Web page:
ICO — Is it Completely Over ?
While many of us were busy with the Labor Day long weekend, strong winds of change was blowing across the world of crypto tokens, effect of which was far reaching and had wiped away billions of dollars from the crypto currency market by the time we came back to work.
ICO or Initial Coin Offerings has become the latest and hottest fund raising tactic in the recent past. Rapid raise of the crypto currencies and the stupendous success of early ICO based fund raisers led to many follow suit.
Many new players like the Lydian Coin, in which Paris Hilton would be investing, has gone to a great extent of differentiating themselves by publishing a detailed white paperon their proposed business model and how they wish to utilize the proceeds from the proposed fund raising.
According to CB Insights, around $70 Million was raised during the first quarter of this year through the ICO route. It amounts to a whopping 37% percent of the total blockchain fund raising.
Why are the governments and the regulators are freaking out?
If you could remember the earlier days of crowd funding, there were similar concerns of common people loosing their hard earned money to the bad actors. It gave birth to the concept of accredited investor and JOBS act which together provided a framework / guidance to the potential investors. Given the way and the pace with which ICOs were getting launched and the staggering amount of funds that was getting raised, many were worried about the bubble getting burst.
U.S. Securities and Exchange Commission (SEC) issued the initial warning that ICOs could well be a pump and dump and market manipulation schemes involving publicly traded companies. Canada later followed suit with its own warning of terming ICOs as unethical and illegal scheme. Both SEC and Canada view the sale of ICO or token offerings akin to issuance of securities / derivatives and hence are subject to applicable laws and regulations governing such instruments. Monetary Authority of Singapore (MAS) also had recently clarified its position on the ICOs.
China took the extreme step of banning ICOs and the Central Bank of China is seriously considering issuance of its own crypto currency. Few days ago, Russia too had announced the creation of a version of Ethereum to satisfy its own needs.
Regulators are recommending their respective governments to clamp down on this unregulated ICO activity. Crypto currency exchanges have also been warned that they would be subjected to a similar regulations that govern securities trading.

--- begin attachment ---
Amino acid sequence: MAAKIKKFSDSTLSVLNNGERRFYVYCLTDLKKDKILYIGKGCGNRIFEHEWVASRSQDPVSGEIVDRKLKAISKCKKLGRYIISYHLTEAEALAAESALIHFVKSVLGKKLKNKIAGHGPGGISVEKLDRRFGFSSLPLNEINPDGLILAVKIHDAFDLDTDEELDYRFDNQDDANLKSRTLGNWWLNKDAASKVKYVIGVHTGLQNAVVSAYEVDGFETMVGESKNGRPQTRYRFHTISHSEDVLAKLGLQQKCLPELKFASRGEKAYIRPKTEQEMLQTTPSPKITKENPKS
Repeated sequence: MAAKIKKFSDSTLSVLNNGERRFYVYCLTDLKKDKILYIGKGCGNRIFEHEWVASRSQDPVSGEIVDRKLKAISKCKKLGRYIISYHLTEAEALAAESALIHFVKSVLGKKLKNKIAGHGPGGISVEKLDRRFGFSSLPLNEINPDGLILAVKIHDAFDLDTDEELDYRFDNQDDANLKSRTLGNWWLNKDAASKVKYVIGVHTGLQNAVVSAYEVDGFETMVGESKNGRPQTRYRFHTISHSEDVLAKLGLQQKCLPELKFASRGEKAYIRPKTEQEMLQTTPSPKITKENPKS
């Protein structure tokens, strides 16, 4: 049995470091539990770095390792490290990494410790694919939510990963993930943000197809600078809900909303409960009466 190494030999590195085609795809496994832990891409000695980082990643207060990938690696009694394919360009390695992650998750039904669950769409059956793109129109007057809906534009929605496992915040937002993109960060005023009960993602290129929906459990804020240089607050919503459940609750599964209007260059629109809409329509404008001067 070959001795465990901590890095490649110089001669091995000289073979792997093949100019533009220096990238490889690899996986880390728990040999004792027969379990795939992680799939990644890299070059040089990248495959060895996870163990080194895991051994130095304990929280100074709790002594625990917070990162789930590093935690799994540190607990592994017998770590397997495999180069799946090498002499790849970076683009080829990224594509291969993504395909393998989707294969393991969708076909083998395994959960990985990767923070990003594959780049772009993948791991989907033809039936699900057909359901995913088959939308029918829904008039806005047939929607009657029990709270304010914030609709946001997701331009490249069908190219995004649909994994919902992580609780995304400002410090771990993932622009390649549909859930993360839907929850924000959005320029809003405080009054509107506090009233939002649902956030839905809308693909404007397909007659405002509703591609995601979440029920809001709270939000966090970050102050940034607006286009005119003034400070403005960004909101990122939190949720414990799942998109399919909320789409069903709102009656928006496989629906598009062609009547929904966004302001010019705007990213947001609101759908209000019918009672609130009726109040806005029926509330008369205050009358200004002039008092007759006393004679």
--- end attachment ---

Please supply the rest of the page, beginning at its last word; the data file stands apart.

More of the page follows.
Is this the end of coins? Not really…
Despite the SEC warning, there seems to be no slow down in new ICO news. Adding to the confusion is a school of thought which tries to differentiate or disassociate ICOs from SEC’s definition of a security. The premise being offered is that the token buyers are simply buying a service such as cloud storage by participating in the sale.
According to the New York Times, since July 25 — the day when SEC issued the warning, around 46 new ICOs have been announced and an additional 204 are moving forward.
Not to be left out of the fun, other celebrities like boxer Floyd Mayweather, footballer Luis Suarez, American rapper The Game and Jess VerSteeg — former Miss Iowa have either announced their support or have made investments in ICOs.
What’s the way out?
It’s no doubt that despite the challenges, ICOs are an innovative means of fund raising but still falls short in many aspects in the eyes of the regulators and the governments.
Few like the Lydian Coin detail out the scenarios well and subtly portray as to how their ICO wouldn’t fall under the SEC’s definition of a security.
Increasingly, Howey Test is being sighted by the ICO fund raisers on classifying how their ICO may or may not be termed as securities. Many leading law firms have also been helping these players on defining and walking the tight rope as well.
Though SEC seems to be not yet keen on stifling this innovation, what could possibly help is either a quick regulation or a governance framework that clearly classifies any ICOs. Yet another approach could be that of a self governance mechanism by the ICO players to articulate their market positioning in clear and uncertain terms in the interest of the investors. I feel that the second option seems to be an ambitious long shot.
ICO — 101
If you are curious to know about ICO or planning to come out with one of your own but don’t know where to start, check out the ones below to get a hang of it.
- WTF is an ICO?
- What is a token sale?
- How does an Initial Coin Offering work?
- Economics of Initial Coin Offerings
- The ICO Handbook
Another resource which could be of immense help is the curated list of ICO / Token Sales / Crowdsales maintained by Smith + Crown.
This post is not by any means a recommendation or a legal or an investment advice. Neither me (the author) nor my employer suggest or recommend any entities / individuals mentioned in this post. Please do your own research and apply your discretion before jumping into the ICO bandwagon as you’d do with any other high risk investments.
Happy to hear your views, thoughts and feedback.
Ramesh Babu is the Global Practice Head for Analytics & Blockchain in the Products and Solutions Group of Wipro. A veteran data evangelist and analytics thought leader, he champions the Analytics, Data & Blockchain themes for Financial Services customers globally.
Twitter — @rameshbabua